Along those same lines, please limit the moonlighting you choose to do. My preconceived idea of a physician’s salary was very different from your reality. You are a pediatrician, an academic pediatrician. Having said that, we lead a wonderful life. We have what we need and have been very happy without the fanciness of some of our neighbors. Although the extra income is nice, I’d rather see more of you than more money. Besides, we just wrote the last check for college tuition, and I’m sure the boys will never ask us for money again.
Being Grumpy (No, Not the Dwarf)
My thoughts on moonlighting lead me perfectly to a discussion of your frame of mind: your mood. By definition, your patients are seriously ill hospitalized children. The bursting hospital census, the acuity of your patients, and the relative craziness of some of their parents invariably elevate your stress level. This, in turn, drives more frequent calls to the hospital and time on the computer all hours of the day or night. This does not allow for a restful sleep, when you sleep at all. I may be biased, but I think you are in the minority of hospitalists who bring their jobs home. Not that I’m complaining too loudly; this is who you are and why I love you, but if you haven’t noticed, when you are on service you tend to get grumpy. Think about this: If you’re not on call, why not turn off your pager, turn off your phone, and leave email alone?
Given the pressures inherent in your job, please tell me again why you would want to moonlight. Moonlighting means even longer hours, more stress, and less sleep for you, all of which make you grumpier and, as a result, tend to make me grumpy.
No, thank you.
Everyone we know has some form of “honey-do” list, whether intended for himself or herself, a spouse, or a professional. I know it makes you feel like a competent husband and man to do things around the house, but here’s a bit of advice: Let me hire someone else. Keep in mind that contractors were invented for good reason. The aggravation you’ll have trying to fit whatever project we’ve contemplated into your schedule will be dwarfed by the aggravation I’ll have when you can’t. I’ve never heard you ruminate about not cutting the lawn after we hired the landscaper and you got rid of the lawnmower.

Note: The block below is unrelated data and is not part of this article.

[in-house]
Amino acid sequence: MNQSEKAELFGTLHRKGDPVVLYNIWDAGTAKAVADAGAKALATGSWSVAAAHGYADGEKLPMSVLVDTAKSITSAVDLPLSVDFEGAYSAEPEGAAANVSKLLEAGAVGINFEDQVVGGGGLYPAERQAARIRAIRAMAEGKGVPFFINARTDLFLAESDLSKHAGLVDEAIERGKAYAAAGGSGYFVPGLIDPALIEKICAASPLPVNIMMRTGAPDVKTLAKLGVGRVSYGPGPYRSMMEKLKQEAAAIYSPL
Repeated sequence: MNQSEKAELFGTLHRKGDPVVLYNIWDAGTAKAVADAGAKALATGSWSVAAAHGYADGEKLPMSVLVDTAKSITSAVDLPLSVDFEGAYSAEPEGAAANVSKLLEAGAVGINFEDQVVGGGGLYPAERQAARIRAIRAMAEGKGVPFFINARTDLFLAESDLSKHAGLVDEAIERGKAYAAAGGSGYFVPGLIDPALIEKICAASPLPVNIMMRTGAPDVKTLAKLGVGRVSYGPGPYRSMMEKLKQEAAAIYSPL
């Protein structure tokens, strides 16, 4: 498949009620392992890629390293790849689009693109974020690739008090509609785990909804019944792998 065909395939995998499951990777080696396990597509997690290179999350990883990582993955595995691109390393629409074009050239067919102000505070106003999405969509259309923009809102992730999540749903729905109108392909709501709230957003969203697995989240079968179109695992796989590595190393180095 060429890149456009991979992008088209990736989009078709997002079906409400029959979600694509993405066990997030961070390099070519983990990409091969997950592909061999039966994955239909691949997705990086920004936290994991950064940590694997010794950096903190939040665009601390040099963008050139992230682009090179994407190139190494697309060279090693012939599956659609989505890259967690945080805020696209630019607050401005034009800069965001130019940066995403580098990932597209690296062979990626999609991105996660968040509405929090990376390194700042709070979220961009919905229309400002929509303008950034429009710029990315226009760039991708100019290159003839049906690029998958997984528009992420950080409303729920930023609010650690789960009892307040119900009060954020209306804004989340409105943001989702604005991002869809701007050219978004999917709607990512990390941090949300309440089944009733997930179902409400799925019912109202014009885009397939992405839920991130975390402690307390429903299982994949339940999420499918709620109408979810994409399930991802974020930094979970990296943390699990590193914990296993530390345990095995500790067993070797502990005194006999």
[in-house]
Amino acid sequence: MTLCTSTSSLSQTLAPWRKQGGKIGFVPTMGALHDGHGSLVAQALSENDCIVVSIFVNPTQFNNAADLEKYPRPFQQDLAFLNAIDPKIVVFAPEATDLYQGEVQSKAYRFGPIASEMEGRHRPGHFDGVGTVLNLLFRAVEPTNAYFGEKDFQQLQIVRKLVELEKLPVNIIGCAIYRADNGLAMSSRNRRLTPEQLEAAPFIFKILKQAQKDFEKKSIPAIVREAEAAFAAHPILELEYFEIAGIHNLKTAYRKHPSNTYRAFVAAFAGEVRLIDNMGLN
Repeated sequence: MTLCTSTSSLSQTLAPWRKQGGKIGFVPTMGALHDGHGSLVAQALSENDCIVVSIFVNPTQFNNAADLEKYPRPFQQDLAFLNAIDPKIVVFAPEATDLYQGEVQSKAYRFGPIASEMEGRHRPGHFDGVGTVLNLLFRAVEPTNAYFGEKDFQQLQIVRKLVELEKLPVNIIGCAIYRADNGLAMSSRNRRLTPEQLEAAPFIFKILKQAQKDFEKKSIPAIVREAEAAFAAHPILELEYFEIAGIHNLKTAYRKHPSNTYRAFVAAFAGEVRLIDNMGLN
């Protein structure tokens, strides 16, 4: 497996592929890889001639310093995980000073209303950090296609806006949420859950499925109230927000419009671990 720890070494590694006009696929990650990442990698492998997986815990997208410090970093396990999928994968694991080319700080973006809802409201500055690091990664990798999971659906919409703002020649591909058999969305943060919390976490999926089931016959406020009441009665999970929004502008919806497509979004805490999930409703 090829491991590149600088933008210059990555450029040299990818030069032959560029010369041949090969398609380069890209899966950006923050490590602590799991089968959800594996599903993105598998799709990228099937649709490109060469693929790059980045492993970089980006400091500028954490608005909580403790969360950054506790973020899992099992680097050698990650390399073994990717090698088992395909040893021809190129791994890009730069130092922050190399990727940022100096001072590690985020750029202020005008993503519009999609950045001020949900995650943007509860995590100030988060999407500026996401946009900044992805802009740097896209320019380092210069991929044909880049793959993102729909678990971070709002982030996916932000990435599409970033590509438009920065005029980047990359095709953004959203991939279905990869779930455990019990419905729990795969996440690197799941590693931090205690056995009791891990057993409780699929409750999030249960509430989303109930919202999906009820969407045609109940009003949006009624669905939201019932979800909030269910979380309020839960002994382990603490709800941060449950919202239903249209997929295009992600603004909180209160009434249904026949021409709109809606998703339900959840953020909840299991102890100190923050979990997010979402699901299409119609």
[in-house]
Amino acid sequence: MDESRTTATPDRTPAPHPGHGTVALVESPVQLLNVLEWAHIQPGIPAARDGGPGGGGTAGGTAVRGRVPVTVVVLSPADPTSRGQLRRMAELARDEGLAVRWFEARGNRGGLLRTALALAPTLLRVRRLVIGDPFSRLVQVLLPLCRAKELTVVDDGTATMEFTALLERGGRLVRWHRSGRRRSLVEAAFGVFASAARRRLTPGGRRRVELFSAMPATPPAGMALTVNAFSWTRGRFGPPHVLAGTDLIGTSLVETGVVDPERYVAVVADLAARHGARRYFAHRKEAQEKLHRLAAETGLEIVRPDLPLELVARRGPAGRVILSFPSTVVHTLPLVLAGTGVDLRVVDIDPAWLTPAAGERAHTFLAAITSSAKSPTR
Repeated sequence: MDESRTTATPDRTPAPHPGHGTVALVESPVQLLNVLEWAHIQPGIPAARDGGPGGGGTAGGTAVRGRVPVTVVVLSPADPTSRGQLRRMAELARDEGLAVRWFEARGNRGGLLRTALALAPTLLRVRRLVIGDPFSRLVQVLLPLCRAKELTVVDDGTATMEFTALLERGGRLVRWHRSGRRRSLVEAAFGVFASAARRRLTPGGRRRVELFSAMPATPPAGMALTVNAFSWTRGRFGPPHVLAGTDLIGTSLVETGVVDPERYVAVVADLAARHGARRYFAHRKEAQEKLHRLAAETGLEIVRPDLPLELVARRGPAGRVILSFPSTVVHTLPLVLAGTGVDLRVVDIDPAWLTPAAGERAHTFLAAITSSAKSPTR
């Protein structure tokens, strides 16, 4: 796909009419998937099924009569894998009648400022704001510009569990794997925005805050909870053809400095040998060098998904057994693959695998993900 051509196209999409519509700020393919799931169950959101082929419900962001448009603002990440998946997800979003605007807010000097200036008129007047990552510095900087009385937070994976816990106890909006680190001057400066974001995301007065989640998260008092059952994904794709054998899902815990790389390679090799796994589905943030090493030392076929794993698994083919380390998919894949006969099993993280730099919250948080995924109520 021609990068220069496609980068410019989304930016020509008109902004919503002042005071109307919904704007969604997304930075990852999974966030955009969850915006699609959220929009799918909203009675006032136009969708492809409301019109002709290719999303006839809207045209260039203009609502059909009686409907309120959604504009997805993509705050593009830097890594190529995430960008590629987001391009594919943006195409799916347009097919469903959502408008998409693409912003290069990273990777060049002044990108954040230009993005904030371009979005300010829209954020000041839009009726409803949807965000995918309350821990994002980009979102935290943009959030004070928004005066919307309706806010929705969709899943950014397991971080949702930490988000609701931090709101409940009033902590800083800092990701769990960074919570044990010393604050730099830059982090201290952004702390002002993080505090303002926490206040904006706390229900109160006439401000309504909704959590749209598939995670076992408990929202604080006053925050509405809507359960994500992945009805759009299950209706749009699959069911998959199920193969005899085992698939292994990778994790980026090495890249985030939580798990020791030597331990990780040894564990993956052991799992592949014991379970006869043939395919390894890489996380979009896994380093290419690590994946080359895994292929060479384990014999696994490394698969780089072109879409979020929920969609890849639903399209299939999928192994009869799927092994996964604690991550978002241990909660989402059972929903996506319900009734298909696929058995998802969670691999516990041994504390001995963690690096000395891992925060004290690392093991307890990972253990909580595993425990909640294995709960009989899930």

The same goes for quality. Do you really think you did anywhere near as good a job replacing the leaking toilet as a real plumber? Should we talk about the breakfast room light fixture? Do you want me to continue?
My annoyance probably lessened any satisfaction you derived by completing these projects yourself. You should always keep the Pressel money-management credo forefront in your mind: “You earn it, I spend it.” Please let me do my job.
Let Me See If “The Doctor” Is In
Please leave the professor at the office; don’t talk too much medicine when you are not at work. Your trainees might need to hear all the minute details of whatever medical issue is at hand, but your family and friends do not. Most of those close to us chose careers outside of medicine a long time ago and probably don’t want to change direction now. Why do you think they call me for medical advice? It’s not because I’m a better doctor but because they know they’ll hear one of two things:
- I’ll tell them I don’t have a clue and they should ask you; or
- I’ll answer their questions in a tenth of the time that it would have taken you. And we’re talking easy questions because, while I’ve listened to you speak to medical students and residents for the last 20 years, we both know I am not a doctor.